• Incentives/Motivation

At UCI, I spoke up in class more than I would have on my own volition due to class participation grades and other incentives. I had one professor who would give out books every time a student gave a right answer. You better believe I was one of the most talkative people in that class. Books were an excellent motivation for a shy person to speak. I mean I know shy people reading all the time is a stereotype, but how many shy people don’t like reading? Ok back to social skills, so I was also more motivated to be social in college than I am now (especially with covid going on). I have my work friends who know I’m quiet and weird. Even my boss’s bosses know I’m not the greatest with social stuff and generally give me more research assignments rather than client communication or stuff like that, which I really appreciate. So I kind of just do the social thing when I have to, but otherwise I resort to being quiet.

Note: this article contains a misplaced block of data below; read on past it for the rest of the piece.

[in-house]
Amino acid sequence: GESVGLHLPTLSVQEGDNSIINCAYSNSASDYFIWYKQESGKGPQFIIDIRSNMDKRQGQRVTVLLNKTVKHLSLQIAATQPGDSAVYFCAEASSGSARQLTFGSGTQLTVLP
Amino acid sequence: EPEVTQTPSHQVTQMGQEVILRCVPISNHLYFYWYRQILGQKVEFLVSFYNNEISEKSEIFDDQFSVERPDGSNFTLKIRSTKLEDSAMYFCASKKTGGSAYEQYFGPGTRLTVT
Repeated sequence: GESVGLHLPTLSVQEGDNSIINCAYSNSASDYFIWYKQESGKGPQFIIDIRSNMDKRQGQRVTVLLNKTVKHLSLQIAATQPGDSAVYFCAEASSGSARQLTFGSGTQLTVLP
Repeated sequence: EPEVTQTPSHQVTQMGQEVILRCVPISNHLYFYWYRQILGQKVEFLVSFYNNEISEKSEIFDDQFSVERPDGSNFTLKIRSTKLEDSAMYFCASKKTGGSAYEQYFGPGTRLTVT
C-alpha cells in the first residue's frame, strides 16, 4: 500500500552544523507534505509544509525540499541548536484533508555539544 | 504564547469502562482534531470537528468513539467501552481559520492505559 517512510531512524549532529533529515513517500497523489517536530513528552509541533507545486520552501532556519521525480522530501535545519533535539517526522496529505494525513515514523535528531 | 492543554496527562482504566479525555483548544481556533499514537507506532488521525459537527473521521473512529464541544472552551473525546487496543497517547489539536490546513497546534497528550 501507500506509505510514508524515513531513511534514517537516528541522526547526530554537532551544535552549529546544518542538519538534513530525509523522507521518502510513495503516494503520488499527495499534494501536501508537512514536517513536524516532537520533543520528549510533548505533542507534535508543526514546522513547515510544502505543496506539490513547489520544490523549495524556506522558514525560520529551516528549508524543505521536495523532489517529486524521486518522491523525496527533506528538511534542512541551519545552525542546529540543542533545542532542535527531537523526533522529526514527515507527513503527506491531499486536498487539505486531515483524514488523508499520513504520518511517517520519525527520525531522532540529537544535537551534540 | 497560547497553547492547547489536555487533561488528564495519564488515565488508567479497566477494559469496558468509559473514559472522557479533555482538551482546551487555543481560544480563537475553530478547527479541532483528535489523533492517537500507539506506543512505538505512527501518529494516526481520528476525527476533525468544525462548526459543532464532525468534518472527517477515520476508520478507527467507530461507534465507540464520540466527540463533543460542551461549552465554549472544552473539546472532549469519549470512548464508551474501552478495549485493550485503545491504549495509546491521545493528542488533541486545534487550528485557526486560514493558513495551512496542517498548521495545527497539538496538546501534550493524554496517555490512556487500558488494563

If you’re always quiet though, it’s going to be hard to get through some parts of life just because of how American society focuses on the bubbly outgoing people more than the non-social ones.

Self-Care

By self-care, I mean beyond just what you see on social media. It’s not all face masks and bubble baths, although those are nice. Those aren’t skills you need to learn. However, self-care does take effort. There are different aspects within self-care that need consideration. Each of these could be classified as separate life skills, but they all seem to fall under self-care.